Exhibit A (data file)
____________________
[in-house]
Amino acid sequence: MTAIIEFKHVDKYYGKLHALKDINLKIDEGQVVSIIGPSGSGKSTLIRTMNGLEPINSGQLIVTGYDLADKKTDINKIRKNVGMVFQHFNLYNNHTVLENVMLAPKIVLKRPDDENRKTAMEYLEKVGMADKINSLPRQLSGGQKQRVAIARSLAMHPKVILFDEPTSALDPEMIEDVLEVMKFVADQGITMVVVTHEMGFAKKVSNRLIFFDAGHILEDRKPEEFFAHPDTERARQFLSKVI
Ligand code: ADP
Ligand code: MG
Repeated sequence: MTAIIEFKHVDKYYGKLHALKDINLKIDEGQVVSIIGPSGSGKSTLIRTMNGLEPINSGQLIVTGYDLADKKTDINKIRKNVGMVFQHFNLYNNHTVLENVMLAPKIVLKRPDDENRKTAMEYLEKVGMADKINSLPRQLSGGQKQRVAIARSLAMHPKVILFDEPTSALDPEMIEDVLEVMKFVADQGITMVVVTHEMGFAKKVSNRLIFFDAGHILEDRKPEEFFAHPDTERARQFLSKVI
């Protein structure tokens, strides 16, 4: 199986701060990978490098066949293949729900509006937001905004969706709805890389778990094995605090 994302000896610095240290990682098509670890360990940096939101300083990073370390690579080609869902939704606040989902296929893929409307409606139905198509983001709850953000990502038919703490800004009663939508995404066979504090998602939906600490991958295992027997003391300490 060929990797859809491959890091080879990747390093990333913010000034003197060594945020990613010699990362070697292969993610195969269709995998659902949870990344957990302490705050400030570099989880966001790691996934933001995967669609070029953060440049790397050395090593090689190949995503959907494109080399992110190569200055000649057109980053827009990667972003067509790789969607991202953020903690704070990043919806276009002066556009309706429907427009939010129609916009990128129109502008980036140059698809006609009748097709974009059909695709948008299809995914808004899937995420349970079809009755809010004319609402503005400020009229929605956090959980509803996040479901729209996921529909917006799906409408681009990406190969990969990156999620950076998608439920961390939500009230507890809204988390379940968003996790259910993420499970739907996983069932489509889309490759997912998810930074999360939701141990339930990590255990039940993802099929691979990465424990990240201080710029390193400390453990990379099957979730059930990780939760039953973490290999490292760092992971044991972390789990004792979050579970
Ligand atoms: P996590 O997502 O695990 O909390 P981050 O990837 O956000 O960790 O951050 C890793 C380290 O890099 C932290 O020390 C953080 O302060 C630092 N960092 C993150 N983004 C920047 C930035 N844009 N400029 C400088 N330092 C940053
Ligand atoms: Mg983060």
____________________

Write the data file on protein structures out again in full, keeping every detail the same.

[in-house]
Amino acid sequence: MTAIIEFKHVDKYYGKLHALKDINLKIDEGQVVSIIGPSGSGKSTLIRTMNGLEPINSGQLIVTGYDLADKKTDINKIRKNVGMVFQHFNLYNNHTVLENVMLAPKIVLKRPDDENRKTAMEYLEKVGMADKINSLPRQLSGGQKQRVAIARSLAMHPKVILFDEPTSALDPEMIEDVLEVMKFVADQGITMVVVTHEMGFAKKVSNRLIFFDAGHILEDRKPEEFFAHPDTERARQFLSKVI
Ligand code: ADP
Ligand code: MG
Repeated sequence: MTAIIEFKHVDKYYGKLHALKDINLKIDEGQVVSIIGPSGSGKSTLIRTMNGLEPINSGQLIVTGYDLADKKTDINKIRKNVGMVFQHFNLYNNHTVLENVMLAPKIVLKRPDDENRKTAMEYLEKVGMADKINSLPRQLSGGQKQRVAIARSLAMHPKVILFDEPTSALDPEMIEDVLEVMKFVADQGITMVVVTHEMGFAKKVSNRLIFFDAGHILEDRKPEEFFAHPDTERARQFLSKVI
């Protein structure tokens, strides 16, 4: 199986701060990978490098066949293949729900509006937001905004969706709805890389778990094995605090 994302000896610095240290990682098509670890360990940096939101300083990073370390690579080609869902939704606040989902296929893929409307409606139905198509983001709850953000990502038919703490800004009663939508995404066979504090998602939906600490991958295992027997003391300490 060929990797859809491959890091080879990747390093990333913010000034003197060594945020990613010699990362070697292969993610195969269709995998659902949870990344957990302490705050400030570099989880966001790691996934933001995967669609070029953060440049790397050395090593090689190949995503959907494109080399992110190569200055000649057109980053827009990667972003067509790789969607991202953020903690704070990043919806276009002066556009309706429907427009939010129609916009990128129109502008980036140059698809006609009748097709974009059909695709948008299809995914808004899937995420349970079809009755809010004319609402503005400020009229929605956090959980509803996040479901729209996921529909917006799906409408681009990406190969990969990156999620950076998608439920961390939500009230507890809204988390379940968003996790259910993420499970739907996983069932489509889309490759997912998810930074999360939701141990339930990590255990039940993802099929691979990465424990990240201080710029390193400390453990990379099957979730059930990780939760039953973490290999490292760092992971044991972390789990004792979050579970
Ligand atoms: P996590 O997502 O695990 O909390 P981050 O990837 O956000 O960790 O951050 C890793 C380290 O890099 C932290 O020390 C953080 O302060 C630092 N960092 C993150 N983004 C920047 C930035 N844009 N400029 C400088 N330092 C940053
Ligand atoms: Mg983060």